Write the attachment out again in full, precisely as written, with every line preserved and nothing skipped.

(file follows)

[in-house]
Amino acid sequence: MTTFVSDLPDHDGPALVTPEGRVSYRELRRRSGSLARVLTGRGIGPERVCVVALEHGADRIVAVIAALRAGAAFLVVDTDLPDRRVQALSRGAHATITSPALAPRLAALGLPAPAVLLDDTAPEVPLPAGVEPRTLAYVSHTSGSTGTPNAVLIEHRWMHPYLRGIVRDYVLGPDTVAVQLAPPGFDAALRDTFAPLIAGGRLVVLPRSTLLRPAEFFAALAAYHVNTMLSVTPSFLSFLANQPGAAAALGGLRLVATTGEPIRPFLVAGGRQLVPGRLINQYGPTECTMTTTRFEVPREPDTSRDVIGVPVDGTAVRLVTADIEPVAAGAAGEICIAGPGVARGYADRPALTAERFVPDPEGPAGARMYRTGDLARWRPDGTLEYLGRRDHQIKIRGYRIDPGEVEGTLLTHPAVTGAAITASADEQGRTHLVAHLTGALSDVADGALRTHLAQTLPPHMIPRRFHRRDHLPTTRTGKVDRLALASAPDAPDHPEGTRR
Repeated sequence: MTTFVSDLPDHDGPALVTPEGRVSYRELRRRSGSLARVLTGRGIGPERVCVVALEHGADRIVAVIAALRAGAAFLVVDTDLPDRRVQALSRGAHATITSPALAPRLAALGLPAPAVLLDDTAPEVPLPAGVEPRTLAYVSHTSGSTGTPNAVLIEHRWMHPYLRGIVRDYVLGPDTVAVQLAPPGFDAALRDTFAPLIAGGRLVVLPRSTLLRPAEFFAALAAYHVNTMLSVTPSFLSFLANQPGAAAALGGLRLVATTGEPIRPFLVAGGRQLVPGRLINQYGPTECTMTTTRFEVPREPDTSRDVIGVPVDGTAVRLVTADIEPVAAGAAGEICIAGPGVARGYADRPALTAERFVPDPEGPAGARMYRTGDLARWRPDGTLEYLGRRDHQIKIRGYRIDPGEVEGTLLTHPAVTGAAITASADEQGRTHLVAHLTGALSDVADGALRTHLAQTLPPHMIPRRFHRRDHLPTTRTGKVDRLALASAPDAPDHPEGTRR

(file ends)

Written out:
[in-house]
Amino acid sequence: MTTFVSDLPDHDGPALVTPEGRVSYRELRRRSGSLARVLTGRGIGPERVCVVALEHGADRIVAVIAALRAGAAFLVVDTDLPDRRVQALSRGAHATITSPALAPRLAALGLPAPAVLLDDTAPEVPLPAGVEPRTLAYVSHTSGSTGTPNAVLIEHRWMHPYLRGIVRDYVLGPDTVAVQLAPPGFDAALRDTFAPLIAGGRLVVLPRSTLLRPAEFFAALAAYHVNTMLSVTPSFLSFLANQPGAAAALGGLRLVATTGEPIRPFLVAGGRQLVPGRLINQYGPTECTMTTTRFEVPREPDTSRDVIGVPVDGTAVRLVTADIEPVAAGAAGEICIAGPGVARGYADRPALTAERFVPDPEGPAGARMYRTGDLARWRPDGTLEYLGRRDHQIKIRGYRIDPGEVEGTLLTHPAVTGAAITASADEQGRTHLVAHLTGALSDVADGALRTHLAQTLPPHMIPRRFHRRDHLPTTRTGKVDRLALASAPDAPDHPEGTRR
Repeated sequence: MTTFVSDLPDHDGPALVTPEGRVSYRELRRRSGSLARVLTGRGIGPERVCVVALEHGADRIVAVIAALRAGAAFLVVDTDLPDRRVQALSRGAHATITSPALAPRLAALGLPAPAVLLDDTAPEVPLPAGVEPRTLAYVSHTSGSTGTPNAVLIEHRWMHPYLRGIVRDYVLGPDTVAVQLAPPGFDAALRDTFAPLIAGGRLVVLPRSTLLRPAEFFAALAAYHVNTMLSVTPSFLSFLANQPGAAAALGGLRLVATTGEPIRPFLVAGGRQLVPGRLINQYGPTECTMTTTRFEVPREPDTSRDVIGVPVDGTAVRLVTADIEPVAAGAAGEICIAGPGVARGYADRPALTAERFVPDPEGPAGARMYRTGDLARWRPDGTLEYLGRRDHQIKIRGYRIDPGEVEGTLLTHPAVTGAAITASADEQGRTHLVAHLTGALSDVADGALRTHLAQTLPPHMIPRRFHRRDHLPTTRTGKVDRLALASAPDAPDHPEGTRR